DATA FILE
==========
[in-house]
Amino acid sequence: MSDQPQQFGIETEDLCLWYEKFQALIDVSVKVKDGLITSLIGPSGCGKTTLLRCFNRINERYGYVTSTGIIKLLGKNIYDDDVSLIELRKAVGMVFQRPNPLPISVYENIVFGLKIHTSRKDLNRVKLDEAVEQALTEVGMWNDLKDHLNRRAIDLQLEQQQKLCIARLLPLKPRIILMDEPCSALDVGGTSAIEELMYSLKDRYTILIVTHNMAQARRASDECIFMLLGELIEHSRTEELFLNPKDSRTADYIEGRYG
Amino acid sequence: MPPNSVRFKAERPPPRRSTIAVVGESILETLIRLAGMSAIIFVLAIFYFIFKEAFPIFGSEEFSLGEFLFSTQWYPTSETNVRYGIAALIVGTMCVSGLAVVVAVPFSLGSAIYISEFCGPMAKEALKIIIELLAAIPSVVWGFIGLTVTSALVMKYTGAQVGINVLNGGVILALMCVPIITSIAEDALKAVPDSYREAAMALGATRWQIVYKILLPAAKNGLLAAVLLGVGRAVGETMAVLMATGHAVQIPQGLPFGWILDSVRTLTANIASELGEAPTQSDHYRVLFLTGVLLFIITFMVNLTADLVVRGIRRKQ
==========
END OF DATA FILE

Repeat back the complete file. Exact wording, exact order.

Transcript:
[in-house]
Amino acid sequence: MSDQPQQFGIETEDLCLWYEKFQALIDVSVKVKDGLITSLIGPSGCGKTTLLRCFNRINERYGYVTSTGIIKLLGKNIYDDDVSLIELRKAVGMVFQRPNPLPISVYENIVFGLKIHTSRKDLNRVKLDEAVEQALTEVGMWNDLKDHLNRRAIDLQLEQQQKLCIARLLPLKPRIILMDEPCSALDVGGTSAIEELMYSLKDRYTILIVTHNMAQARRASDECIFMLLGELIEHSRTEELFLNPKDSRTADYIEGRYG
Amino acid sequence: MPPNSVRFKAERPPPRRSTIAVVGESILETLIRLAGMSAIIFVLAIFYFIFKEAFPIFGSEEFSLGEFLFSTQWYPTSETNVRYGIAALIVGTMCVSGLAVVVAVPFSLGSAIYISEFCGPMAKEALKIIIELLAAIPSVVWGFIGLTVTSALVMKYTGAQVGINVLNGGVILALMCVPIITSIAEDALKAVPDSYREAAMALGATRWQIVYKILLPAAKNGLLAAVLLGVGRAVGETMAVLMATGHAVQIPQGLPFGWILDSVRTLTANIASELGEAPTQSDHYRVLFLTGVLLFIITFMVNLTADLVVRGIRRKQ